US Military deploys New advanced Patriot Missile Defence System in the Muslim Country
THE PENTAGON: The Trump administration is shipping more air defense weapons to Saudi Arabia in response to the devastating Sept. 14 drone and cruise missile attack on a major oil facility there.
But it’s not clear if the new hardware — a battery of Patriot link missile launchers, 200 more troops, and four 360-degree Sentinel link radars — will be the best defense against the next attack if it follows a similar pattern. The problem is that existing US systems are not designed to stop that kind of low-flying, relatively inexpensive threat.
In a statement, Pentagon spokesperson Jonathan Hoffman said the deployment “will augment the kingdom’s air and missile defense of critical military and civilian infrastructure.” The Pentagon has tried to enlist allies to send more assets to the region, though no firm commitments have been made yet.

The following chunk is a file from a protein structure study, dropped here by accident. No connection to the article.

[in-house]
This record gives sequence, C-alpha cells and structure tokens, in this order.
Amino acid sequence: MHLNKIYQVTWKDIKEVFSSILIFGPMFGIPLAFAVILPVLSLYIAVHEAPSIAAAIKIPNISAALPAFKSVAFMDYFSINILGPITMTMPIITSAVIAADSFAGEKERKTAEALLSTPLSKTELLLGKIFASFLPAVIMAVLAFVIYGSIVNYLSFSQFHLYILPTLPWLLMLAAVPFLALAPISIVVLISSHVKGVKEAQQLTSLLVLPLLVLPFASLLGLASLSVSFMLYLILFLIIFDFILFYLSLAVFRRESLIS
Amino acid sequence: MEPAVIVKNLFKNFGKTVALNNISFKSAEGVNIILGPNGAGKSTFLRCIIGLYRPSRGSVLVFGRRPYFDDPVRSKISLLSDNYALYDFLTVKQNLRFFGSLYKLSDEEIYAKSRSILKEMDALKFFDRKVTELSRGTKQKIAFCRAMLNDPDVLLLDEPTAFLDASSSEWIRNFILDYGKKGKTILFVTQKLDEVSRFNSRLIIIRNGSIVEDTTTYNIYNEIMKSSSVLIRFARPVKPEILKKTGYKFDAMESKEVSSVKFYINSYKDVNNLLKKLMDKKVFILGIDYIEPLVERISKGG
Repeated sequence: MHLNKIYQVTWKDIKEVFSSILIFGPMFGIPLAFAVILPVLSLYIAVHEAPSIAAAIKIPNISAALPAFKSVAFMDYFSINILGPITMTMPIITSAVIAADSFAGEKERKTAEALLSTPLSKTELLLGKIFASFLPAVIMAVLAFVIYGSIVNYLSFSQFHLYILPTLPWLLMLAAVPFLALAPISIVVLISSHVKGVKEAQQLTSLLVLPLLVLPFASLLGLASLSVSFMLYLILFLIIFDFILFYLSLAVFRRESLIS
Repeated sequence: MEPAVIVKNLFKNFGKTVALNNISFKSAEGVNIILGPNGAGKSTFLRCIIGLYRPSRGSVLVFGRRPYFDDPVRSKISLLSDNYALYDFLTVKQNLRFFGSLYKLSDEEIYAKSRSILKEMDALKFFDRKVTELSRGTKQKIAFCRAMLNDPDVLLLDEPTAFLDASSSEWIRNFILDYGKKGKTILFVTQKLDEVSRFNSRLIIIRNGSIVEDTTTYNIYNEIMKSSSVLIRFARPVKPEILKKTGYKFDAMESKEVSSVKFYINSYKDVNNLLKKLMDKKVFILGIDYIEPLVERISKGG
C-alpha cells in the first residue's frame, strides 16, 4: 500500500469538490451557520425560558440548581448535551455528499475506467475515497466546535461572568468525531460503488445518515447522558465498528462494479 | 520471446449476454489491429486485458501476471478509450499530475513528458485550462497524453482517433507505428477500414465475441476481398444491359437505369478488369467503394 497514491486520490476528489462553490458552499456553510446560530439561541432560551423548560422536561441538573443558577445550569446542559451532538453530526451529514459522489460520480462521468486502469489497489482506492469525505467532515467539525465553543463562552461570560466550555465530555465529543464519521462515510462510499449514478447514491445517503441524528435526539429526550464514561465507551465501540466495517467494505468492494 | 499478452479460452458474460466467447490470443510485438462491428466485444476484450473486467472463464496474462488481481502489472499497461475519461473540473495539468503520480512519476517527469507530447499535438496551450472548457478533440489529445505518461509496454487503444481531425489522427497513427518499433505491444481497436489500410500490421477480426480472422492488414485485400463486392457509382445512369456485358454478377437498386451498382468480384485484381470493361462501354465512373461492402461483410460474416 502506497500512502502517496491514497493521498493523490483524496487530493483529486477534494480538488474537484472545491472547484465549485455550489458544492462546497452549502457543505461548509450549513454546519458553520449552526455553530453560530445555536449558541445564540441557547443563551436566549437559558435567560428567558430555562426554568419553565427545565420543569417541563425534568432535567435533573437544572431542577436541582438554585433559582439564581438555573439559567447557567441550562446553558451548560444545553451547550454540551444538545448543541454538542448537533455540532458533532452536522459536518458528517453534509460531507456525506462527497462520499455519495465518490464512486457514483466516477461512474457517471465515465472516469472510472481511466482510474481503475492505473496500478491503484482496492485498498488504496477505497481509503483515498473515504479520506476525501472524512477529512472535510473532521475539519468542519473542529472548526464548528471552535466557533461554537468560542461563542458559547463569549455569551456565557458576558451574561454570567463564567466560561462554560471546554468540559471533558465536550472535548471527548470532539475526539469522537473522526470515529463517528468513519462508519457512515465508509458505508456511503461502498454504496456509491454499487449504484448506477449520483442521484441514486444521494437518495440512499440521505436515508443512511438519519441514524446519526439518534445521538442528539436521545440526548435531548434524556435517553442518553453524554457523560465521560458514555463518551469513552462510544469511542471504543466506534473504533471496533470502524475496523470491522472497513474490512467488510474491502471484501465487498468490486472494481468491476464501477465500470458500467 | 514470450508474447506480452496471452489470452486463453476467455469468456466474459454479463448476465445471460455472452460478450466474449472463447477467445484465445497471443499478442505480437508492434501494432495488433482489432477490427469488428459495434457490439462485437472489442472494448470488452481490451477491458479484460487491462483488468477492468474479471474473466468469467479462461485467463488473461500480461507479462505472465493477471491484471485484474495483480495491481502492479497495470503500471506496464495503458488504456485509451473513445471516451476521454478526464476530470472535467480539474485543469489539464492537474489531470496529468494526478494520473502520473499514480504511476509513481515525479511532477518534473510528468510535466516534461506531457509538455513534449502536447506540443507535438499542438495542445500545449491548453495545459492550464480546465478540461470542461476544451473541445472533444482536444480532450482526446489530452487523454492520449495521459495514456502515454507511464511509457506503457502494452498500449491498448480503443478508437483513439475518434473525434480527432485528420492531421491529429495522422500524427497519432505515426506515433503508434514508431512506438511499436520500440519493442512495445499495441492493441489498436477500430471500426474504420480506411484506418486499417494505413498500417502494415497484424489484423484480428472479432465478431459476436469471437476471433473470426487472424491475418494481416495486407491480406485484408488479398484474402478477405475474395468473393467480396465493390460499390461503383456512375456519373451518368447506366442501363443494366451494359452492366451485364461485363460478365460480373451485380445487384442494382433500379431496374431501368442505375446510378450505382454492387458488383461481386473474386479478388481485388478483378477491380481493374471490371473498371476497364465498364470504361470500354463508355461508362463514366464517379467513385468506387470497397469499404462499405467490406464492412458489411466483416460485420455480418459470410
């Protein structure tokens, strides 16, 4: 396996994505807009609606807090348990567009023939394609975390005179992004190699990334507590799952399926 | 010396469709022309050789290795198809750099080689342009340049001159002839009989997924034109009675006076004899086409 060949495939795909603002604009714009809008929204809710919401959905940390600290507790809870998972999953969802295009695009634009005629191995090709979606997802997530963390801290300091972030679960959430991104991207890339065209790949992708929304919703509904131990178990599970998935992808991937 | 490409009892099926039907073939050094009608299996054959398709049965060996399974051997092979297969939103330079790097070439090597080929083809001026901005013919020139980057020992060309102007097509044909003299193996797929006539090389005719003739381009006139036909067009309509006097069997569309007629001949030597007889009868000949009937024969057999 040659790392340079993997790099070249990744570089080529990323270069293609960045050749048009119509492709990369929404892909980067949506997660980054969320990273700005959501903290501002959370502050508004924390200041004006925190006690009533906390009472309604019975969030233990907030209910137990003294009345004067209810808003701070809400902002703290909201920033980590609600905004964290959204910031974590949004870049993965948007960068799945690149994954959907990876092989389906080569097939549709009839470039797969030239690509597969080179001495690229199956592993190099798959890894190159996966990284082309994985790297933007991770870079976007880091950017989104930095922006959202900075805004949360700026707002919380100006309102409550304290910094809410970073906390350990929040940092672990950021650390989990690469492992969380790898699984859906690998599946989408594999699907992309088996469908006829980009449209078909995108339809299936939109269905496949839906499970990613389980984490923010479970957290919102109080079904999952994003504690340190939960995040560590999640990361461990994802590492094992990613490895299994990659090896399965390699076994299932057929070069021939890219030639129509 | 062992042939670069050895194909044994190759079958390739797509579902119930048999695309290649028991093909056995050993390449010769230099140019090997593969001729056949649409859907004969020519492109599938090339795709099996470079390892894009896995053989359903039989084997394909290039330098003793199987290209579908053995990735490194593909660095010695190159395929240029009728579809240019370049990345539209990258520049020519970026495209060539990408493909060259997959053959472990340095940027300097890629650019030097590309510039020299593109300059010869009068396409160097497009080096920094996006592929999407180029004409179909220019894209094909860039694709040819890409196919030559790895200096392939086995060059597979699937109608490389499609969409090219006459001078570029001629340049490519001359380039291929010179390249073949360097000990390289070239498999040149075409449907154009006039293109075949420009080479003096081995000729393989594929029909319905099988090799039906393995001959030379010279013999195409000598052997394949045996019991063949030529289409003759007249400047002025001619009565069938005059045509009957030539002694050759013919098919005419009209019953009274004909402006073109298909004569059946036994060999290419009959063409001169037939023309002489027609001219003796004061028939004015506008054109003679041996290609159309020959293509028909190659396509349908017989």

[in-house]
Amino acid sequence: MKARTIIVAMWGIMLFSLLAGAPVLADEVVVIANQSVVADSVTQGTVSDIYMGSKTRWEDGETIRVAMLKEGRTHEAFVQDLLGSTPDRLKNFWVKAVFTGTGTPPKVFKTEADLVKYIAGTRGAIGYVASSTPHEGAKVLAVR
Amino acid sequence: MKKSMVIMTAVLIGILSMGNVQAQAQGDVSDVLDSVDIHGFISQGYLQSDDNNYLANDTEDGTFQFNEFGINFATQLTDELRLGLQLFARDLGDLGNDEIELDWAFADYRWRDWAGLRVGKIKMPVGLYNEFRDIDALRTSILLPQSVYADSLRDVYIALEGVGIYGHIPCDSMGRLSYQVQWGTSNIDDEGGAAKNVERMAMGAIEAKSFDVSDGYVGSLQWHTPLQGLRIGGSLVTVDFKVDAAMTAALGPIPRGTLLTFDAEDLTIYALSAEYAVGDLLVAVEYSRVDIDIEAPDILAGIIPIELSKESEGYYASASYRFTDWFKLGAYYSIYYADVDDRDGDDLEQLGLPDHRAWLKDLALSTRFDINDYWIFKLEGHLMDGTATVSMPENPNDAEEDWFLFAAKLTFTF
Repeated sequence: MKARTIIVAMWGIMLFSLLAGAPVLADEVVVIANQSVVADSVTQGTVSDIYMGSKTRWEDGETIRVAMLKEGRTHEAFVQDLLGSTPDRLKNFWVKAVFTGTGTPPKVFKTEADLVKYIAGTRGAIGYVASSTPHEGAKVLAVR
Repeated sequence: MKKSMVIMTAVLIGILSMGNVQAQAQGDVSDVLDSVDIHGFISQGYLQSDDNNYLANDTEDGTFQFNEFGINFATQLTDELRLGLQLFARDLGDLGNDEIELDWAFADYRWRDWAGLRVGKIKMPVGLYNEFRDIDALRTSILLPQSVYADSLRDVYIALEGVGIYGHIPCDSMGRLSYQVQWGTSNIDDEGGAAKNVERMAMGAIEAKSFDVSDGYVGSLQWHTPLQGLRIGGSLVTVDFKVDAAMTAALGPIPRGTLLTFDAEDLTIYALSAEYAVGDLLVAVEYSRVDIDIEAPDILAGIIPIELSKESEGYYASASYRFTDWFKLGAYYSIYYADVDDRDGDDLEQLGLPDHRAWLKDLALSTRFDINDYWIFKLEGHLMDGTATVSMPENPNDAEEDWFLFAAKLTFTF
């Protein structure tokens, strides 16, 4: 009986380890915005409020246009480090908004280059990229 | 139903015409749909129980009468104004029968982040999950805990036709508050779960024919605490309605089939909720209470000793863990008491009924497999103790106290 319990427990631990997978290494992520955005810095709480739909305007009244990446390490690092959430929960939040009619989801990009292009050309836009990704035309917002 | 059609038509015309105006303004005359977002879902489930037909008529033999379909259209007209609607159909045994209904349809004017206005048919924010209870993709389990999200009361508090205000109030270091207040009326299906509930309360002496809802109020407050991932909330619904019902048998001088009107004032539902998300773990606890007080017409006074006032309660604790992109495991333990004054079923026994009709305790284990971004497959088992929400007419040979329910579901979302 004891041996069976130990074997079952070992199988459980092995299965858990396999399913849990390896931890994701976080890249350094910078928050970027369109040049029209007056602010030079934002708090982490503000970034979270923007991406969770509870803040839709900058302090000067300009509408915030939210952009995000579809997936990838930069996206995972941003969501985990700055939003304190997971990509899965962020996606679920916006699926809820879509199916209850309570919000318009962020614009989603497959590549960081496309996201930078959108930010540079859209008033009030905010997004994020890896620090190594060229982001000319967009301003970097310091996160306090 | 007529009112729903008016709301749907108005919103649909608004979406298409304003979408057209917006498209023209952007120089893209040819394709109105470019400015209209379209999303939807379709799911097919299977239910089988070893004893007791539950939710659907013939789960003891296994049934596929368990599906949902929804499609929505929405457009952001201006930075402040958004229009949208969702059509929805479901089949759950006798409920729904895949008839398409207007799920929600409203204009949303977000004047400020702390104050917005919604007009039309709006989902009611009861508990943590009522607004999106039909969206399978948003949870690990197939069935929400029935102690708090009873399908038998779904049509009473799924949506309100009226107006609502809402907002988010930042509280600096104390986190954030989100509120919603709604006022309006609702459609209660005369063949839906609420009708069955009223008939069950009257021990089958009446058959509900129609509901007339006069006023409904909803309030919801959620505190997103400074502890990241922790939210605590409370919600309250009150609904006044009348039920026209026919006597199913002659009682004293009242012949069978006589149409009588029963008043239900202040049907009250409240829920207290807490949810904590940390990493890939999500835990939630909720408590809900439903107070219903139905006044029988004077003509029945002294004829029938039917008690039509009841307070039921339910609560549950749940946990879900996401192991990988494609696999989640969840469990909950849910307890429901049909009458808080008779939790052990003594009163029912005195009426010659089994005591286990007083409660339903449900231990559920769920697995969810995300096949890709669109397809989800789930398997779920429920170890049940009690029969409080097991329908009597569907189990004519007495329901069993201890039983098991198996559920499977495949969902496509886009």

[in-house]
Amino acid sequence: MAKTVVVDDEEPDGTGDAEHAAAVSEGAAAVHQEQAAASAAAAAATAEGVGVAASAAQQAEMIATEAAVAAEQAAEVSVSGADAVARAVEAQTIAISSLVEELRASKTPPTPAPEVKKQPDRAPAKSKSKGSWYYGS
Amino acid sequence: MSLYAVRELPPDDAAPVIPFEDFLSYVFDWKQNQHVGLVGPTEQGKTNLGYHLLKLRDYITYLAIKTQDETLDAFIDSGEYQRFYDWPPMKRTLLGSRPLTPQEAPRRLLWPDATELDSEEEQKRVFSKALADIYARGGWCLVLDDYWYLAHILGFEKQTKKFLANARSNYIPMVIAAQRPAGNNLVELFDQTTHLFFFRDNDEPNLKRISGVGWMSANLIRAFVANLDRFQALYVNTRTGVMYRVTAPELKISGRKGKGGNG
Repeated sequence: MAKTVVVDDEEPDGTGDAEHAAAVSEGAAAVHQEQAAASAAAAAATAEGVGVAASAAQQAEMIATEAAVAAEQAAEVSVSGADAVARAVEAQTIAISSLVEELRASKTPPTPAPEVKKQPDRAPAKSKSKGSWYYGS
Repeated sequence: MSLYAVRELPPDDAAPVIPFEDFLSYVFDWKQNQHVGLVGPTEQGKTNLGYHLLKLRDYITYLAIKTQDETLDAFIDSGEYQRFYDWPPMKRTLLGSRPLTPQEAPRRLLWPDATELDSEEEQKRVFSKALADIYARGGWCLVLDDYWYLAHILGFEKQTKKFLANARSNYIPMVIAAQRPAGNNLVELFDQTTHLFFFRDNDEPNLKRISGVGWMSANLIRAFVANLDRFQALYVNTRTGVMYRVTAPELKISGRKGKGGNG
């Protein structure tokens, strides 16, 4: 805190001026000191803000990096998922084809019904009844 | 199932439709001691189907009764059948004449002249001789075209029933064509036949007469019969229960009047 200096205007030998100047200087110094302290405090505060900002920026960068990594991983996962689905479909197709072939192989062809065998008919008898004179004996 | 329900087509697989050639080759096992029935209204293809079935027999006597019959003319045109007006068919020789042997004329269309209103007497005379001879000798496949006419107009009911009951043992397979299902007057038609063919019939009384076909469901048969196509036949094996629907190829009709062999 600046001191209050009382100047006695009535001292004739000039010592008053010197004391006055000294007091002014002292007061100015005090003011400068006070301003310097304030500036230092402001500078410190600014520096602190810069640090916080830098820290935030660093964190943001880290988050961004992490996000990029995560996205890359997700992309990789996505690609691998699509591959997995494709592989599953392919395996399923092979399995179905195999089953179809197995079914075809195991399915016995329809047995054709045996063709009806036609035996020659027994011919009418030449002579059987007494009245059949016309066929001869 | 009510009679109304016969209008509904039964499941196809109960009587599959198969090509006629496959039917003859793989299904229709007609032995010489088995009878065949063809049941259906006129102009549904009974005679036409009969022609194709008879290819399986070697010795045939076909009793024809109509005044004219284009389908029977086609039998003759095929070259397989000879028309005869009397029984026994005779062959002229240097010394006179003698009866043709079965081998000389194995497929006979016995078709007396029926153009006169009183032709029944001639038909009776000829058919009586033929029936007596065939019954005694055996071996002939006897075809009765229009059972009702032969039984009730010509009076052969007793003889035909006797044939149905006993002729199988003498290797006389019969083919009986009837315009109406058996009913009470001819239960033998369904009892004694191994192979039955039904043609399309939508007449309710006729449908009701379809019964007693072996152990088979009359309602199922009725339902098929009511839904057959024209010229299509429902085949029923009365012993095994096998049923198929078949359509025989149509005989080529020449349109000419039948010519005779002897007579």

“Other countries have called out Iranian misadventures in the region,” Hoffman noted, “and we look for them to contribute assets in an international effort to reinforce Saudi Arabia’s defense.”
The US will also put two more Patriot batteries along with a Terminal High Altitude Area Defense system (THAAD) on standby for rapid deployment.
The existing Saudi radars are only able to “look” in one direction at a time, and they’re usually pointed south to defend against Houthi missile attacks from Yemen — leaving flight lines from Iran and Iraq mostly exposed.
American and Saudi officials have yet to provide enough details to pinpoint where the swarm came from, but the Sentinel radar, while fairly short-ranged, constantly rotates to watch for threats from all directions. It could also be mounted in an elevated position in order to “see” low-flying threats that would normally be hidden behind the horizon.